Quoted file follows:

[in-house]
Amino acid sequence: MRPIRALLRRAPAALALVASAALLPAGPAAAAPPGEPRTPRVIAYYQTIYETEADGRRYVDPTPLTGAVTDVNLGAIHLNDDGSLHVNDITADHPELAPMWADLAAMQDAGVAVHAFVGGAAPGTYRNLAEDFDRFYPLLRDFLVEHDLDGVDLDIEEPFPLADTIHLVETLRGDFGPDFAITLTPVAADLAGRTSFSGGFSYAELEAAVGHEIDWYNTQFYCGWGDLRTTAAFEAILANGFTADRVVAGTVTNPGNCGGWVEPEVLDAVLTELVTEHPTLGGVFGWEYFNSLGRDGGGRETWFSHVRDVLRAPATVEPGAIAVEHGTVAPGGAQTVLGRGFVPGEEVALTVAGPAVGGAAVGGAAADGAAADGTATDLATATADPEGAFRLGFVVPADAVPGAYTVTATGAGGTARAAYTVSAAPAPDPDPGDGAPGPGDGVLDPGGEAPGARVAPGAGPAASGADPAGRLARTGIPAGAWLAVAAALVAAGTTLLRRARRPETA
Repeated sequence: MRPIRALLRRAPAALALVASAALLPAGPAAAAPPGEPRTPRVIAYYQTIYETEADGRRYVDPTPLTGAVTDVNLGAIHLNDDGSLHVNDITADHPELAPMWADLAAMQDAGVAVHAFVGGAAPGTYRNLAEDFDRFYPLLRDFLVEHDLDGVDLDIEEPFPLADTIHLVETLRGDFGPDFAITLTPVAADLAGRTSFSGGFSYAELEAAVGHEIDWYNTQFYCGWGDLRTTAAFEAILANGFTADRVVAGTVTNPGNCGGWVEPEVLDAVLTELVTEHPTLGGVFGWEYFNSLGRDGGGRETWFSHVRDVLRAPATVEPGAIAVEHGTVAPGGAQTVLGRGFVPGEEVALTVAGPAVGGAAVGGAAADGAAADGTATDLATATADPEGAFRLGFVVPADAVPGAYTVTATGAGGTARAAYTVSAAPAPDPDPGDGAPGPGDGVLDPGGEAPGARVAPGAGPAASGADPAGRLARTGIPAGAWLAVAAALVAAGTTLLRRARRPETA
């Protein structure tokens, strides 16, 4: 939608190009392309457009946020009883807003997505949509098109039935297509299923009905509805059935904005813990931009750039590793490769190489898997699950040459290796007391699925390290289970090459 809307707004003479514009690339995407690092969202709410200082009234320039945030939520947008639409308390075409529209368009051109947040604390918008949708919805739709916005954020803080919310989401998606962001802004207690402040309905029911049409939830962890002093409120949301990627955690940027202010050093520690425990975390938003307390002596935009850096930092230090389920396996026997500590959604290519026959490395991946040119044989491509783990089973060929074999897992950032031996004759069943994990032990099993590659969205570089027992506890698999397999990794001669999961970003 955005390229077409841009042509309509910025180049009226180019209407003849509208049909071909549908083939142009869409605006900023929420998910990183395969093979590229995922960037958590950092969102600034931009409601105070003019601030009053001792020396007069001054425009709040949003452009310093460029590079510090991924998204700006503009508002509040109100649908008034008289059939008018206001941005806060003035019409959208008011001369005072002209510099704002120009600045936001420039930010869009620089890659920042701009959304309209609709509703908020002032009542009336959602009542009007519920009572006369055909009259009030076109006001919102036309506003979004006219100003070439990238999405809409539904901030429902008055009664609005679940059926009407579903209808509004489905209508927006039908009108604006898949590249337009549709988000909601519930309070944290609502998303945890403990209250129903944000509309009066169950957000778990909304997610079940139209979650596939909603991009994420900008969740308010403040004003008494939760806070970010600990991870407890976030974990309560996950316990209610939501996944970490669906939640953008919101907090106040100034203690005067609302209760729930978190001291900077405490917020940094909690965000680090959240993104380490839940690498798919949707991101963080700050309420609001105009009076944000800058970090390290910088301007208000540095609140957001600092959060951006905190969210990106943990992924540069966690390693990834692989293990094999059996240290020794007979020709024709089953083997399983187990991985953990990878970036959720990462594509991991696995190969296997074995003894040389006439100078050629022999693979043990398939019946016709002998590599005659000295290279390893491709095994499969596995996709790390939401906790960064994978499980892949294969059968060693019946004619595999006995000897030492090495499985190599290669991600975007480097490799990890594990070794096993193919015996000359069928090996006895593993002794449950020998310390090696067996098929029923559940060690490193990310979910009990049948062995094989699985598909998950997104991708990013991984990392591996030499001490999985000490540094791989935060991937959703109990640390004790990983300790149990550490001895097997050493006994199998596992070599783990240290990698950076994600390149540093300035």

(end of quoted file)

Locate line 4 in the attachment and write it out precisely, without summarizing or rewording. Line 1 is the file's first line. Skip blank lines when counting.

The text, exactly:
């Protein structure tokens, strides 16, 4: 939608190009392309457009946020009883807003997505949509098109039935297509299923009905509805059935904005813990931009750039590793490769190489898997699950040459290796007391699925390290289970090459 809307707004003479514009690339995407690092969202709410200082009234320039945030939520947008639409308390075409529209368009051109947040604390918008949708919805739709916005954020803080919310989401998606962001802004207690402040309905029911049409939830962890002093409120949301990627955690940027202010050093520690425990975390938003307390002596935009850096930092230090389920396996026997500590959604290519026959490395991946040119044989491509783990089973060929074999897992950032031996004759069943994990032990099993590659969205570089027992506890698999397999990794001669999961970003 955005390229077409841009042509309509910025180049009226180019209407003849509208049909071909549908083939142009869409605006900023929420998910990183395969093979590229995922960037958590950092969102600034931009409601105070003019601030009053001792020396007069001054425009709040949003452009310093460029590079510090991924998204700006503009508002509040109100649908008034008289059939008018206001941005806060003035019409959208008011001369005072002209510099704002120009600045936001420039930010869009620089890659920042701009959304309209609709509703908020002032009542009336959602009542009007519920009572006369055909009259009030076109006001919102036309506003979004006219100003070439990238999405809409539904901030429902008055009664609005679940059926009407579903209808509004489905209508927006039908009108604006898949590249337009549709988000909601519930309070944290609502998303945890403990209250129903944000509309009066169950957000778990909304997610079940139209979650596939909603991009994420900008969740308010403040004003008494939760806070970010600990991870407890976030974990309560996950316990209610939501996944970490669906939640953008919101907090106040100034203690005067609302209760729930978190001291900077405490917020940094909690965000680090959240993104380490839940690498798919949707991101963080700050309420609001105009009076944000800058970090390290910088301007208000540095609140957001600092959060951006905190969210990106943990992924540069966690390693990834692989293990094999059996240290020794007979020709024709089953083997399983187990991985953990990878970036959720990462594509991991696995190969296997074995003894040389006439100078050629022999693979043990398939019946016709002998590599005659000295290279390893491709095994499969596995996709790390939401906790960064994978499980892949294969059968060693019946004619595999006995000897030492090495499985190599290669991600975007480097490799990890594990070794096993193919015996000359069928090996006895593993002794449950020998310390090696067996098929029923559940060690490193990310979910009990049948062995094989699985598909998950997104991708990013991984990392591996030499001490999985000490540094791989935060991937959703109990640390004790990983300790149990550490001895097997050493006994199998596992070599783990240290990698950076994600390149540093300035």